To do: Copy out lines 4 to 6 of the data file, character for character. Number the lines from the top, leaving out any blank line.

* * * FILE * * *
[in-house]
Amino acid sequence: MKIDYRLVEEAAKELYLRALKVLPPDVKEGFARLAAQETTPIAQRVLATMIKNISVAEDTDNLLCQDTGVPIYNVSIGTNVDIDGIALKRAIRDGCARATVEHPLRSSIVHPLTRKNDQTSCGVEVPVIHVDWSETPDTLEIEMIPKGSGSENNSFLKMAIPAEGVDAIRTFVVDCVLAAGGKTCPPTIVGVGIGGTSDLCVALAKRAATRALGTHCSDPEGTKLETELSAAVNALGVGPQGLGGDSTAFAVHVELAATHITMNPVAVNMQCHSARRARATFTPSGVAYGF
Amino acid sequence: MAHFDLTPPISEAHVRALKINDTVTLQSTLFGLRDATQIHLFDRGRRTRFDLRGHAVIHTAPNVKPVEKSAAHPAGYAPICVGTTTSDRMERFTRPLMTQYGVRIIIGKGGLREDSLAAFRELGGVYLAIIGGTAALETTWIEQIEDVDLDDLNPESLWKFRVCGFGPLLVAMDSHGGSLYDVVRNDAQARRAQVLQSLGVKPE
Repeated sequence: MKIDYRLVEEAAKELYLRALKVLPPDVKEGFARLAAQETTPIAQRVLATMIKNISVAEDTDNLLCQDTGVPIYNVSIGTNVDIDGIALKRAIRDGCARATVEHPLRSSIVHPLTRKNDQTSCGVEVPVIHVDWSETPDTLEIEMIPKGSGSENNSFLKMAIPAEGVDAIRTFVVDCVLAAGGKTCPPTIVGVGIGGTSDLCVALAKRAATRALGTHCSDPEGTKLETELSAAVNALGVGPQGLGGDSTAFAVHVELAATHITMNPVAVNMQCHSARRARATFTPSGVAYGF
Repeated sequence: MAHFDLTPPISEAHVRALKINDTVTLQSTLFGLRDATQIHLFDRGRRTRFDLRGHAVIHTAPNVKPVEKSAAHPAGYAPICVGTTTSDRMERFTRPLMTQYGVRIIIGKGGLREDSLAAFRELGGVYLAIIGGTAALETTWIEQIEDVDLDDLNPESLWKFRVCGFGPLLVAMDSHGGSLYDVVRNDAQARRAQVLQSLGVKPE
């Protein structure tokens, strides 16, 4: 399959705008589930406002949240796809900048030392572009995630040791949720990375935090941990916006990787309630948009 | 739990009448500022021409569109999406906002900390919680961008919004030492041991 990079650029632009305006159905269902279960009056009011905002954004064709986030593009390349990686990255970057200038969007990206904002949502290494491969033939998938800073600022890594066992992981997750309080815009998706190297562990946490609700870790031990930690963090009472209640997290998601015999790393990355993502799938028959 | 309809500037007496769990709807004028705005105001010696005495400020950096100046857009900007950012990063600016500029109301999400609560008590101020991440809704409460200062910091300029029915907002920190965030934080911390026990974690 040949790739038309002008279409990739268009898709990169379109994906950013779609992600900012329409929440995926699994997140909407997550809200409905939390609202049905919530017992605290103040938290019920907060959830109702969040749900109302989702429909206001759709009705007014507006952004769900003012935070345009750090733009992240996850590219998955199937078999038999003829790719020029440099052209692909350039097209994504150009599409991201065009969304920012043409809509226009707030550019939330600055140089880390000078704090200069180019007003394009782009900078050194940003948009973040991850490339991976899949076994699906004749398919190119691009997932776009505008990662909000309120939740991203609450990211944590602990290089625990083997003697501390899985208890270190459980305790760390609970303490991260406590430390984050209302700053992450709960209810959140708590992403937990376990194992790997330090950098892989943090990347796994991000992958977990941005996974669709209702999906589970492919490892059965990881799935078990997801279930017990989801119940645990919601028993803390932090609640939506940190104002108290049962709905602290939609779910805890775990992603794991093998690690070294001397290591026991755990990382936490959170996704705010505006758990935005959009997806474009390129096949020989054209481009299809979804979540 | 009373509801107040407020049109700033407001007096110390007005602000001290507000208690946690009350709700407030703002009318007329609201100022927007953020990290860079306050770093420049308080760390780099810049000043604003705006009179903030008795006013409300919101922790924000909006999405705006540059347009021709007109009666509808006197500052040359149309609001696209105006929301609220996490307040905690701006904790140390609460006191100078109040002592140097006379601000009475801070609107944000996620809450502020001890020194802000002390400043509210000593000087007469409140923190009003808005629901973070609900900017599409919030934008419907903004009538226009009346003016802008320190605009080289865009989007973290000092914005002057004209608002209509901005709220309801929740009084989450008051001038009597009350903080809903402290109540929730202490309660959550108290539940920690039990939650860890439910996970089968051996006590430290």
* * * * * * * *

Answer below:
Repeated sequence: MKIDYRLVEEAAKELYLRALKVLPPDVKEGFARLAAQETTPIAQRVLATMIKNISVAEDTDNLLCQDTGVPIYNVSIGTNVDIDGIALKRAIRDGCARATVEHPLRSSIVHPLTRKNDQTSCGVEVPVIHVDWSETPDTLEIEMIPKGSGSENNSFLKMAIPAEGVDAIRTFVVDCVLAAGGKTCPPTIVGVGIGGTSDLCVALAKRAATRALGTHCSDPEGTKLETELSAAVNALGVGPQGLGGDSTAFAVHVELAATHITMNPVAVNMQCHSARRARATFTPSGVAYGF
Repeated sequence: MAHFDLTPPISEAHVRALKINDTVTLQSTLFGLRDATQIHLFDRGRRTRFDLRGHAVIHTAPNVKPVEKSAAHPAGYAPICVGTTTSDRMERFTRPLMTQYGVRIIIGKGGLREDSLAAFRELGGVYLAIIGGTAALETTWIEQIEDVDLDDLNPESLWKFRVCGFGPLLVAMDSHGGSLYDVVRNDAQARRAQVLQSLGVKPE
């Protein structure tokens, strides 16, 4: 399959705008589930406002949240796809900048030392572009995630040791949720990375935090941990916006990787309630948009 | 739990009448500022021409569109999406906002900390919680961008919004030492041991 990079650029632009305006159905269902279960009056009011905002954004064709986030593009390349990686990255970057200038969007990206904002949502290494491969033939998938800073600022890594066992992981997750309080815009998706190297562990946490609700870790031990930690963090009472209640997290998601015999790393990355993502799938028959 | 309809500037007496769990709807004028705005105001010696005495400020950096100046857009900007950012990063600016500029109301999400609560008590101020991440809704409460200062910091300029029915907002920190965030934080911390026990974690 040949790739038309002008279409990739268009898709990169379109994906950013779609992600900012329409929440995926699994997140909407997550809200409905939390609202049905919530017992605290103040938290019920907060959830109702969040749900109302989702429909206001759709009705007014507006952004769900003012935070345009750090733009992240996850590219998955199937078999038999003829790719020029440099052209692909350039097209994504150009599409991201065009969304920012043409809509226009707030550019939330600055140089880390000078704090200069180019007003394009782009900078050194940003948009973040991850490339991976899949076994699906004749398919190119691009997932776009505008990662909000309120939740991203609450990211944590602990290089625990083997003697501390899985208890270190459980305790760390609970303490991260406590430390984050209302700053992450709960209810959140708590992403937990376990194992790997330090950098892989943090990347796994991000992958977990941005996974669709209702999906589970492919490892059965990881799935078990997801279930017990989801119940645990919601028993803390932090609640939506940190104002108290049962709905602290939609779910805890775990992603794991093998690690070294001397290591026991755990990382936490959170996704705010505006758990935005959009997806474009390129096949020989054209481009299809979804979540 | 009373509801107040407020049109700033407001007096110390007005602000001290507000208690946690009350709700407030703002009318007329609201100022927007953020990290860079306050770093420049308080760390780099810049000043604003705006009179903030008795006013409300919101922790924000909006999405705006540059347009021709007109009666509808006197500052040359149309609001696209105006929301609220996490307040905690701006904790140390609460006191100078109040002592140097006379601000009475801070609107944000996620809450502020001890020194802000002390400043509210000593000087007469409140923190009003808005629901973070609900900017599409919030934008419907903004009538226009009346003016802008320190605009080289865009989007973290000092914005002057004209608002209509901005709220309801929740009084989450008051001038009597009350903080809903402290109540929730202490309660959550108290539940920690039990939650860890439910996970089968051996006590430290």